Track and Wait and Field

Like many parents, Palo Alto and I faced the summer with angst. The age-old question of what to do with the children during summer vacation came up, and just like last year we were back to the empty calendar before us and a list of summer camps to seriously consider.

One that rose to the top of the list was neighborhood Track & Field. It met all 3 of our requirements:

  • Close in proximity to our home (practices that is; meets totally different)
  • Reasonably priced (per class cost was alone reason to do it)
  • And it would do the work of tiring them out that would not include either adult having to breathe heavily or break a sweat.

To boot, our kids were interested (that always makes it a lot easier when you don’t have to drag them kicking and screaming).

We’re very fortunate in that the coaches for our Track & Field team are trained professionals, truly dedicated to sharing the sport with our children and helping them identify with the athlete in all of them.

My girls love it. They’re starting to learn some of the techniques involved with the various sports and have already found those that they know they’re good at (long jump, 100 meter, 200 meter).

When I say that we picked a camp that would exhaust them, I’m not lying. They have practices 3X a week at 6PM — which in Texas time that’s hot-as-hell-hour; and most weekends, for the length of the camp (6 weeks), they have a meet that are typically on Saturday.

We’ve gone to 2 meets so far.┬áLast weekend the two youngest and I headed off to a meet in Lockhart, TX. Except for the unbelievable heat, the long, tireless wait, the disorganized events, my locking my keys in the car, and then having to get my car jumpstarted, we had a great time.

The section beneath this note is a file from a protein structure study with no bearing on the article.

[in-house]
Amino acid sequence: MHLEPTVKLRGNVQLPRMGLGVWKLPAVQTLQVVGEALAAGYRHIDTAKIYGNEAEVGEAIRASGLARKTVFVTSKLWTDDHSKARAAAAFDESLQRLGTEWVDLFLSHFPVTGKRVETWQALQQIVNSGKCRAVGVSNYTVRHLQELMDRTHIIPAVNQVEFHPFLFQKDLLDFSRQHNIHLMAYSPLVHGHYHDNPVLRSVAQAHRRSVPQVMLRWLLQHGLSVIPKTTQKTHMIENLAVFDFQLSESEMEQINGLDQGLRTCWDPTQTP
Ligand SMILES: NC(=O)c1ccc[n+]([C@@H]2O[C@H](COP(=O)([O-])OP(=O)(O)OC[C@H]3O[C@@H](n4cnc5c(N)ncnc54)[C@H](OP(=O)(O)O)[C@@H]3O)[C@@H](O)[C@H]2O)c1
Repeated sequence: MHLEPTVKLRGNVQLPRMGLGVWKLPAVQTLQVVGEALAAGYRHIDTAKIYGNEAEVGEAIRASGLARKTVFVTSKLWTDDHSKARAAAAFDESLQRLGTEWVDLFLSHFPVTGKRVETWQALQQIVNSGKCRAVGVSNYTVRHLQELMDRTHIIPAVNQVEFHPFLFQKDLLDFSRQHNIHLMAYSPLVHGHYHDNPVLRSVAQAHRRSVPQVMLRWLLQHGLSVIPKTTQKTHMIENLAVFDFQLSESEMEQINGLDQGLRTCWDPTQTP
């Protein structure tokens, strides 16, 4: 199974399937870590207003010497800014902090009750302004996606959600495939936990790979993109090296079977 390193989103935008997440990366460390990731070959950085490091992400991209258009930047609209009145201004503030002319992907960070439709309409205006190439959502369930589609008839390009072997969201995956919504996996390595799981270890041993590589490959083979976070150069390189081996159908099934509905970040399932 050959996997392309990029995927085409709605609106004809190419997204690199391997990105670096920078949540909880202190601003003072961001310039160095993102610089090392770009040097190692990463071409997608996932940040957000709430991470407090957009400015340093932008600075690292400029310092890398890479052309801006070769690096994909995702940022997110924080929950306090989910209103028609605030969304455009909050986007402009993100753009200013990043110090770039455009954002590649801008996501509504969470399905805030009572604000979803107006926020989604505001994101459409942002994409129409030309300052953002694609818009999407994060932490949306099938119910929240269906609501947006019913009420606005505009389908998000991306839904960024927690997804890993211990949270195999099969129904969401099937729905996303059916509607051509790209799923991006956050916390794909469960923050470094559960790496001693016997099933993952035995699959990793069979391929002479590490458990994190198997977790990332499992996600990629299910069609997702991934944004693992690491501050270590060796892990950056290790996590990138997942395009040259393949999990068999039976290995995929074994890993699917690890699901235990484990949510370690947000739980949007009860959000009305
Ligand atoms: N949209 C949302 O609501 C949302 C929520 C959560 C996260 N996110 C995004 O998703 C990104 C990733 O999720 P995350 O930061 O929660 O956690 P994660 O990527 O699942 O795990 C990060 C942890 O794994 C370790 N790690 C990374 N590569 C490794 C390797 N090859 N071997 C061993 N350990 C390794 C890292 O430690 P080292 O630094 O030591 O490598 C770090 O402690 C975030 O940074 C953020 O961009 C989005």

Did I mention the tireless wait? Lord help me, it was excruciating. The organizers were just ill-prepared and it showed. Here’s a picture of kids lined up in their heats, and waiting…

Image rights - allthingsana.wordpress.com

Here they are waiting again…

Image rights - allthingsana.wordpress.com

And these are the coaches waiting … (this wait was ugly, with tears and raised voices, and I’m not talking about the kids)…

Image rights - allthingsana.wordpress.com

This little one was onto something. She just plopped down on the track! Waiting…

Image rights - allthingsana.wordpress.com

But then there are moments like these, and I’m reminded of why I signed my girls up for this.

Look at her fly!

Image rights - allthingsana.wordpress.com

And this. Here’s our awesome coach leading his athletes to their next event.

Coach Jermaine Cooper, University of Texas All-American / Image rights -allthingsana.wordpress.com

And our other awesome coach reminding said athletes that half the battle is trying, and next time will be better.

Coach Krysta Spring / Image rights - allthingsana.wordpress.com

That Texas heat knocks us around a bit, but it never breaks us.

Advertisements

Ellen Degeneres

I was at the gym today, had my earplugs in listening to some music while running on the treadmill. If you have an AM/FM radio in your playah you can synch up to one of the large screen TVs above and watch anything that’s randomly playing (at our gym it’s often ESPN or Fox News). I don’t have an AM/FM radio. I have an old iPod and so listen to my music but watch the TV (can we say multitask?). Ellen Degeneres was on the TV right above me and in my opinion, you don’t really need sound to laugh along with her.